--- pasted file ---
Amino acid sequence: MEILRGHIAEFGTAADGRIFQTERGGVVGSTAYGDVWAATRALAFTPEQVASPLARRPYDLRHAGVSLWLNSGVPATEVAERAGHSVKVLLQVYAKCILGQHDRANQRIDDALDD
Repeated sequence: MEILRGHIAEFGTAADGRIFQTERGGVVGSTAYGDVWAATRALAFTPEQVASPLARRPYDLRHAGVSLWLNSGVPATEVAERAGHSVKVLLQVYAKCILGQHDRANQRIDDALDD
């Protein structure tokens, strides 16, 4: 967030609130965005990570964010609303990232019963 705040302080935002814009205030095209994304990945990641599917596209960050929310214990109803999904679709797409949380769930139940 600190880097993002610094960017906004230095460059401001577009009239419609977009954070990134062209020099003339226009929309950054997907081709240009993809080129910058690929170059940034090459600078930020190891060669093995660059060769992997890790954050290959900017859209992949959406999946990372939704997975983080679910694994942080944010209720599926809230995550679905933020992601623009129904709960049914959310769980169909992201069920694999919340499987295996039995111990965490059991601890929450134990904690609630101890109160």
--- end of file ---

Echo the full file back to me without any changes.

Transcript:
Amino acid sequence: MEILRGHIAEFGTAADGRIFQTERGGVVGSTAYGDVWAATRALAFTPEQVASPLARRPYDLRHAGVSLWLNSGVPATEVAERAGHSVKVLLQVYAKCILGQHDRANQRIDDALDD
Repeated sequence: MEILRGHIAEFGTAADGRIFQTERGGVVGSTAYGDVWAATRALAFTPEQVASPLARRPYDLRHAGVSLWLNSGVPATEVAERAGHSVKVLLQVYAKCILGQHDRANQRIDDALDD
């Protein structure tokens, strides 16, 4: 967030609130965005990570964010609303990232019963 705040302080935002814009205030095209994304990945990641599917596209960050929310214990109803999904679709797409949380769930139940 600190880097993002610094960017906004230095460059401001577009009239419609977009954070990134062209020099003339226009929309950054997907081709240009993809080129910058690929170059940034090459600078930020190891060669093995660059060769992997890790954050290959900017859209992949959406999946990372939704997975983080679910694994942080944010209720599926809230995550679905933020992601623009129904709960049914959310769980169909992201069920694999919340499987295996039995111990965490059991601890929450134990904690609630101890109160």